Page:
On being Brave

I’m what you’d call a die-hard Pixar fan.  I have almost all the movies (including the DVD-collection of short films) and amuse myself hunting down the Pizza Planet truck and beach ball from Toy Story in the other films as well as playing ‘spot the character voiced by John Ratzenberger’.

Brave Merida

I was very excited about Brave.  With all the hype that was generated on Facebook and the previews made available online, how could you not be?  As it were, I was a bit disappointed in the film.  It was a beautiful story, to be sure, but the previews had led me to expect something more.

But Merida…oh, Merida.  Probably that’s why the movie disappointed me: Merida is the kind of character that could kick Frodo’s backside if it comes to an epic quest.  Here’s a girl whom I’ll gladly employ to save the world.  I still get goosebumps if I only think of that archery contest scene.  She is brave, reckless  strong-willed and passionate.  Beside that, she is a real girl, who argues with her mom and kid brothers, who wants to run and shoot her bow rather than act like a lady and who can wrap her father around her little finger with minimal effort (very much like Arya from GoT, come to think of it).  She is the type of female protagonist I hope to be able to write one day.  I think I believed her story should be much bigger that the one that was told.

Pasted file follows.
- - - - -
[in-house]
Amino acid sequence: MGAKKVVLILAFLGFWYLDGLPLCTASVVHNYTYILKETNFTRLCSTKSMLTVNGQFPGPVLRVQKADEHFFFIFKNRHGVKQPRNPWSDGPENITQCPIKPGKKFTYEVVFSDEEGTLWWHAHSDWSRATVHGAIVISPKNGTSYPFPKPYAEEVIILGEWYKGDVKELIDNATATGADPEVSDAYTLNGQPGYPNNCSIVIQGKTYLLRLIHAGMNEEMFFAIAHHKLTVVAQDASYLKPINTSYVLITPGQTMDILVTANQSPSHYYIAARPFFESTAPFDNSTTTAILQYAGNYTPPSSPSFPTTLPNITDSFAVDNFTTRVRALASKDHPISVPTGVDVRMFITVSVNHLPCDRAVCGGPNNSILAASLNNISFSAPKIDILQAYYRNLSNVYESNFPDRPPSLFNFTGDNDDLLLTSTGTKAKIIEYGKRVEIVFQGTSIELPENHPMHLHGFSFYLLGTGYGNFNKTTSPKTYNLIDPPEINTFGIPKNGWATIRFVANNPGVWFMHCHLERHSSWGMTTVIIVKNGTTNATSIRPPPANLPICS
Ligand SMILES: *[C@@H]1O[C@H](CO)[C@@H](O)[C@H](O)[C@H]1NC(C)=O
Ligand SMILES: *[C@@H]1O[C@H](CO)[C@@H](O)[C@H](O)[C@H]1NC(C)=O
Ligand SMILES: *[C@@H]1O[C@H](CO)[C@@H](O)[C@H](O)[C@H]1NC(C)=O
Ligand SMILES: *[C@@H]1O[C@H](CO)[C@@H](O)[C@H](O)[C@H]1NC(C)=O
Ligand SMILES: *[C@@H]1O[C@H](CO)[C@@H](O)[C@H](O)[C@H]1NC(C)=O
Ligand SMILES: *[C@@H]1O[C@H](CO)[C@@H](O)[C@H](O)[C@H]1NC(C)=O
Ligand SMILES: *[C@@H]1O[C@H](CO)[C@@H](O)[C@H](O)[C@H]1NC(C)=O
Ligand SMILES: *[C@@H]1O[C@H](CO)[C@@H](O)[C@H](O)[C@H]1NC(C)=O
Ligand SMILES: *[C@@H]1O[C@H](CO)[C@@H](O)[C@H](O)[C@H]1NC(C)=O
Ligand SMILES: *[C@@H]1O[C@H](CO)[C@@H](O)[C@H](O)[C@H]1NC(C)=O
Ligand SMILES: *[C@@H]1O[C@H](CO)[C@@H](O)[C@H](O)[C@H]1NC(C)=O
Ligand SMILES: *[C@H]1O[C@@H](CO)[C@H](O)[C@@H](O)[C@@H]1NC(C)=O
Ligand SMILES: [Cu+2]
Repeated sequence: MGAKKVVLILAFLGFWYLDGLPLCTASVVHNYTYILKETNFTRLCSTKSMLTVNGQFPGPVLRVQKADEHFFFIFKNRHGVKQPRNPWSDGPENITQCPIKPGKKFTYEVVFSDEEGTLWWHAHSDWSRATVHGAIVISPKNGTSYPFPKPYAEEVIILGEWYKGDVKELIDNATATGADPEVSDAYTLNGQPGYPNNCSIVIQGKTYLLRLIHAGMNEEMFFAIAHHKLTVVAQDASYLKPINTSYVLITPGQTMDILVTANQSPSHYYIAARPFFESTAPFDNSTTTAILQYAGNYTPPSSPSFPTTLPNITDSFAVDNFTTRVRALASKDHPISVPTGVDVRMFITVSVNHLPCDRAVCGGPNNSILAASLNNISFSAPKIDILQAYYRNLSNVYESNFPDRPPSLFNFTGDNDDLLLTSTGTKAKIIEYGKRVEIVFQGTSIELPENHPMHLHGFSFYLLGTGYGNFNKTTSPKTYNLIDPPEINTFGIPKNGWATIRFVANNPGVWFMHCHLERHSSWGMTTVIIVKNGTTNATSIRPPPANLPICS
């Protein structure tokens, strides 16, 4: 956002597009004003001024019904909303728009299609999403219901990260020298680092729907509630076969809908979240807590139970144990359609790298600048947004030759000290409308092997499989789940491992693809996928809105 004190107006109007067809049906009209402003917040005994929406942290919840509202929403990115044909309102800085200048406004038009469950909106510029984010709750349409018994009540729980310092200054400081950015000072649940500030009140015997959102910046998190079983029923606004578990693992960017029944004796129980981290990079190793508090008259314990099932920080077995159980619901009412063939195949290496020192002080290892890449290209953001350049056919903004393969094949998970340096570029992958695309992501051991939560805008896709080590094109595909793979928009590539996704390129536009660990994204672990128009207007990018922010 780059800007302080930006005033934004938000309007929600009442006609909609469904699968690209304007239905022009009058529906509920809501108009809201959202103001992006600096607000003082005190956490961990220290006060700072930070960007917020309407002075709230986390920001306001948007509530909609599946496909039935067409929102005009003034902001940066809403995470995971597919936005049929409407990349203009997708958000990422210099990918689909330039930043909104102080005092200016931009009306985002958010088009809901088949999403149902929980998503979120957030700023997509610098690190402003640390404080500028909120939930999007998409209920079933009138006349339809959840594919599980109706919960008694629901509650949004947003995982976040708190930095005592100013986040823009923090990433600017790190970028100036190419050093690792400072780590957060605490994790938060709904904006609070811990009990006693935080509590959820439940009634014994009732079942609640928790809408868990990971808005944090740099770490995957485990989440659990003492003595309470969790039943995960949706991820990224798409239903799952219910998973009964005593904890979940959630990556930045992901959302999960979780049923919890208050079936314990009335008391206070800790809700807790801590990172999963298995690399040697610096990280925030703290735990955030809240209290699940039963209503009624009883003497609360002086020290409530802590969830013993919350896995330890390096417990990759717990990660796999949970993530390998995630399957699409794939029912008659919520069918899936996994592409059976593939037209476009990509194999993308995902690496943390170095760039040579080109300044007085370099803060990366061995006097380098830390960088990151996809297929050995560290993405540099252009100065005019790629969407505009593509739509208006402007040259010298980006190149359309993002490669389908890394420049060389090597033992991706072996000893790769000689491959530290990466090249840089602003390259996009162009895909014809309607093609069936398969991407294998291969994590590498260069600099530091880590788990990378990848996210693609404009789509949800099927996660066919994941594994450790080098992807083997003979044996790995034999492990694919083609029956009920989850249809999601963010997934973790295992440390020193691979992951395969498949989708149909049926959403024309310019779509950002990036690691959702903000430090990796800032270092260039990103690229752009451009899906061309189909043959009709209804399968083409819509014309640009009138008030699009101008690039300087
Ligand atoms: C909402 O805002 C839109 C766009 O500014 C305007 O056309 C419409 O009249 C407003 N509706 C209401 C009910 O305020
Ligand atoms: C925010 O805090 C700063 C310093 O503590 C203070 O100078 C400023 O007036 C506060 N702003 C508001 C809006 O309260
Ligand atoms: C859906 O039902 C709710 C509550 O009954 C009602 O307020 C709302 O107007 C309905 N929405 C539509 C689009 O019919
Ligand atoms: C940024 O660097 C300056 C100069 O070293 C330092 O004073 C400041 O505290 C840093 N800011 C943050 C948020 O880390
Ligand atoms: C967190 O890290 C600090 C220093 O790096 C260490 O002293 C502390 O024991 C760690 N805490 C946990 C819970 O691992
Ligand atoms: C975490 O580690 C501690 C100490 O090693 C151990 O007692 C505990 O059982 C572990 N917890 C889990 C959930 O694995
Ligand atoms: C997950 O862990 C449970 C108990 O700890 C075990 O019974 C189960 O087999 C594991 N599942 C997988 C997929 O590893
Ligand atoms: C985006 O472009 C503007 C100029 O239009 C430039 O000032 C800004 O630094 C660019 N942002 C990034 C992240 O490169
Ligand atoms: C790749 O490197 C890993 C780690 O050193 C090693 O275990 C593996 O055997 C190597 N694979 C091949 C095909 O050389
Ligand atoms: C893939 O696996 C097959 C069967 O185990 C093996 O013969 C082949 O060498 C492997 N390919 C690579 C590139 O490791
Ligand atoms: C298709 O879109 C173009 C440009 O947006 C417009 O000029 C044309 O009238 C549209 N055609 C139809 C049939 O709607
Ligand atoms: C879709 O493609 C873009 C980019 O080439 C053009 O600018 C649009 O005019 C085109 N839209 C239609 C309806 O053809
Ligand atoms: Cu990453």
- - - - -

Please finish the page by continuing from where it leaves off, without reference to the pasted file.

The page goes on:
Merida makeoverNow, apparently, Disney has decided that Merida is not ‘pretty’ enough to be a Disney Princess and has given her a makeover, to the general dismay of millions of fans including, and justly so, of Merida’s creator.  Gone is the quiver full of arrow to be replaced with a pretty sash.  Suddenly her face is all made-up and I’m sure they changed the shape as well.  And you’ll definitely not be able to go bear-hunting in that dress.

Many have written much more eloquently than I ever could on the message this sends to girls out there.  Here and here are two posts you can check out on the subject (and while you’re on change.org, take ten seconds to sign the petition to try and stop this).  I’m not simply going to repeat what others have already said.  That does not mean I think their opinions unimportant; to the contrary, I agree wholeheartedly.

Looking at it more from a writer’s point of view I want to add another thing that’s wrong with this:  they are ruining a remarkable character in the process.  Merida is as real a character as a writer can hope to achieve.  She is well-rounded, she’s believable, and we can see her grow and change through the course of the story.  To take a character like this and change her into just another stereotype is an injustice to the art of storytelling and an outright insult to her creator.  Knowing how much work goes into creating a character and knowing how attached one gets to them, this really bothers me, aside from all the other reasons why this is wrong.

So, spread the word, sign the petition.  Don’t let Merida turn into another simpering princess.  Help keep Merida brave.